In 1834 he entered the service of Messrs. Hibbert & Platt at the Hartford Works, Oldham, who had already acquired an excellent reputation as textile machine makers. In 1837, desiring to gain further experience and knowledge, and trade in Oldham being slack, William Richardson left that town for London, and succeeded in obtaining employment with Messrs. Beal & Henderbury, East Greenwich, where he learned the use of gauges and templets, and obtained an insight into the principles of interchangeability and accurate workmanship, which he never afterwards forgot. After working in London about six months, he returned to the Hartford Works, where he applied himself with such diligence and success to the remodelling of the scutcher department that his employers advanced him to a leading position in the management of the business. From this time the career of Mr. Richardson becomes part of the history of Hartford Works. After the building of Hartford New Works, the growth of the business led to the establishment of various outside branches—such as the forge for the manufacture of wrought iron, the brick-works for the manufacture of patent bricks, and the collieries and coke ovens. With all of these Mr. Richardson was specially associated, taking a leading part in their installation and development, and on all of them he has left the impress of his judgment and ability.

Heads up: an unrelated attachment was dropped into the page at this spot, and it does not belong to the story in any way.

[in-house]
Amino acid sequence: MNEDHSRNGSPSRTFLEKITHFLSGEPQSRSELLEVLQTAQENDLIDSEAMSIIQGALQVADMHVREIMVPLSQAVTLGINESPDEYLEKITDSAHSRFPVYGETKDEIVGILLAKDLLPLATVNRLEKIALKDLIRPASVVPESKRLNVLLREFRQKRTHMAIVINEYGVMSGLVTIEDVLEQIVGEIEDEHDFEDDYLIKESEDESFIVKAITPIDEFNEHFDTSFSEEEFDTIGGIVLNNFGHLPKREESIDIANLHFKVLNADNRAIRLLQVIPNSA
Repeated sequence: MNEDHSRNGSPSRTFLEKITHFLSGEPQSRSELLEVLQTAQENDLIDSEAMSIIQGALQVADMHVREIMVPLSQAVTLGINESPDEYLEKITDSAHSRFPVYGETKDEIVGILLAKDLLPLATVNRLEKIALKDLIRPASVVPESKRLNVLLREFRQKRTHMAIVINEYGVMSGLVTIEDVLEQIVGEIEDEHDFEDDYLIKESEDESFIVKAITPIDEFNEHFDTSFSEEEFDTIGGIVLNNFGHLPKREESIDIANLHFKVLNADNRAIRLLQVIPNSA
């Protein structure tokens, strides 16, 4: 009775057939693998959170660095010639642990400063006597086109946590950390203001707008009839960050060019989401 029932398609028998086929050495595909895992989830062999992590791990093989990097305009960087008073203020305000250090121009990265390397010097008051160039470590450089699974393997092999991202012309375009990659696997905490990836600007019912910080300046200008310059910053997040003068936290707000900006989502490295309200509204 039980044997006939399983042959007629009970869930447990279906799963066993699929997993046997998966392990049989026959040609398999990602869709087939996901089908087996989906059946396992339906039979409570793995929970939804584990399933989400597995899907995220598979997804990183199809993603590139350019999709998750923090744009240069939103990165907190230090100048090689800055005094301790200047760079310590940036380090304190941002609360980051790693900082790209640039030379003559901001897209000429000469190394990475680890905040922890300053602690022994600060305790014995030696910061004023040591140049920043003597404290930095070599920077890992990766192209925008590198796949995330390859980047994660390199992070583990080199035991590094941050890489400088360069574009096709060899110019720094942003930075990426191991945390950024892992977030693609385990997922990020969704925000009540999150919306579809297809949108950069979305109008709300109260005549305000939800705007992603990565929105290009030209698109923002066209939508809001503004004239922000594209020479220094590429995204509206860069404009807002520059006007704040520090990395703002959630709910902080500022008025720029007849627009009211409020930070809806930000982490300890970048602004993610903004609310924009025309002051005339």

Although the records of the Patent Office show that Mr. Richardson was a prolific inventor, it was more in the character of constructor and organizer that his strength lay. A skilful handicraftsman, capable of enduring the most exhausting fatigue, well informed on all matters connected with his business, and possessed of sound judgment, indomitable resolution, perseverance, and the love of his calling, he was, in cases of difficulty, full of resource, and a tower of strength.